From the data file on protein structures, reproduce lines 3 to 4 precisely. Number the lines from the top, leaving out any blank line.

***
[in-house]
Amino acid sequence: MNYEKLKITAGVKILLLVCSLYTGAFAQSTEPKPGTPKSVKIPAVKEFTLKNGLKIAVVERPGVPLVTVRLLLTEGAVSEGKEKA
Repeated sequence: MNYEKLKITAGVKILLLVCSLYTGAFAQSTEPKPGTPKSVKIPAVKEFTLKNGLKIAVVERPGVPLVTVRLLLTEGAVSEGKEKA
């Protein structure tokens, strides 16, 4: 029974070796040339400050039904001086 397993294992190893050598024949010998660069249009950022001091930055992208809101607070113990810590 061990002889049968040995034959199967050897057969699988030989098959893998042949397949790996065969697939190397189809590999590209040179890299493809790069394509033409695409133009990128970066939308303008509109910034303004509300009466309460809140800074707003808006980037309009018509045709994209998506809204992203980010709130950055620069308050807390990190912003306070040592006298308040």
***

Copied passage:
Repeated sequence: MNYEKLKITAGVKILLLVCSLYTGAFAQSTEPKPGTPKSVKIPAVKEFTLKNGLKIAVVERPGVPLVTVRLLLTEGAVSEGKEKA
């Protein structure tokens, strides 16, 4: 029974070796040339400050039904001086 397993294992190893050598024949010998660069249009950022001091930055992208809101607070113990810590 061990002889049968040995034959199967050897057969699988030989098959893998042949397949790996065969697939190397189809590999590209040179890299493809790069394509033409695409133009990128970066939308303008509109910034303004509300009466309460809140800074707003808006980037309009018509045709994209998506809204992203980010709130950055620069308050807390990190912003306070040592006298308040």